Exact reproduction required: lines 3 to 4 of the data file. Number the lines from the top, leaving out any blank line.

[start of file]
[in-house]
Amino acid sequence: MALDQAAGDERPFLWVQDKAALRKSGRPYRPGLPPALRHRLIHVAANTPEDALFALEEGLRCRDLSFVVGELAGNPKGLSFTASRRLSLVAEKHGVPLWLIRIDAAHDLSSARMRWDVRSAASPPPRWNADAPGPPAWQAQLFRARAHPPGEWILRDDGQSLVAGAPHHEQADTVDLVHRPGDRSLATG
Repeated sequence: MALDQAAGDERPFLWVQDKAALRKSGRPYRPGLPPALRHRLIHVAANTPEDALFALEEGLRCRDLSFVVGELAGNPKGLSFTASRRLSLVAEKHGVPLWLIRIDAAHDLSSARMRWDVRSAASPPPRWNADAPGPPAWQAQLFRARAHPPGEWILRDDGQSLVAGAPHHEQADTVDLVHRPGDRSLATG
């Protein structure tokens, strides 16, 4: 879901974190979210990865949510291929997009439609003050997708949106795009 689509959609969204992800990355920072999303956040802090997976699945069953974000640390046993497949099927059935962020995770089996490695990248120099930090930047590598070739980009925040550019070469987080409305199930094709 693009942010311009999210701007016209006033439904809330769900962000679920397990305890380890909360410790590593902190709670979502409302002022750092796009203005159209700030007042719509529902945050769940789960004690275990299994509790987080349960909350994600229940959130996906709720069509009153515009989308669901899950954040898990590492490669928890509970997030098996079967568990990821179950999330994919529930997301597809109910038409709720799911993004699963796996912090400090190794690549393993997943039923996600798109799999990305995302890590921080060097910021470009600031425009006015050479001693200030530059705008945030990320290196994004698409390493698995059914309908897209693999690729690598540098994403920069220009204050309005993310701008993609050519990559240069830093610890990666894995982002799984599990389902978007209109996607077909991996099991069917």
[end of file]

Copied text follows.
Repeated sequence: MALDQAAGDERPFLWVQDKAALRKSGRPYRPGLPPALRHRLIHVAANTPEDALFALEEGLRCRDLSFVVGELAGNPKGLSFTASRRLSLVAEKHGVPLWLIRIDAAHDLSSARMRWDVRSAASPPPRWNADAPGPPAWQAQLFRARAHPPGEWILRDDGQSLVAGAPHHEQADTVDLVHRPGDRSLATG
């Protein structure tokens, strides 16, 4: 879901974190979210990865949510291929997009439609003050997708949106795009 689509959609969204992800990355920072999303956040802090997976699945069953974000640390046993497949099927059935962020995770089996490695990248120099930090930047590598070739980009925040550019070469987080409305199930094709 693009942010311009999210701007016209006033439904809330769900962000679920397990305890380890909360410790590593902190709670979502409302002022750092796009203005159209700030007042719509529902945050769940789960004690275990299994509790987080349960909350994600229940959130996906709720069509009153515009989308669901899950954040898990590492490669928890509970997030098996079967568990990821179950999330994919529930997301597809109910038409709720799911993004699963796996912090400090190794690549393993997943039923996600798109799999990305995302890590921080060097910021470009600031425009006015050479001693200030530059705008945030990320290196994004698409390493698995059914309908897209693999690729690598540098994403920069220009204050309005993310701008993609050519990559240069830093610890990666894995982002799984599990389902978007209109996607077909991996099991069917």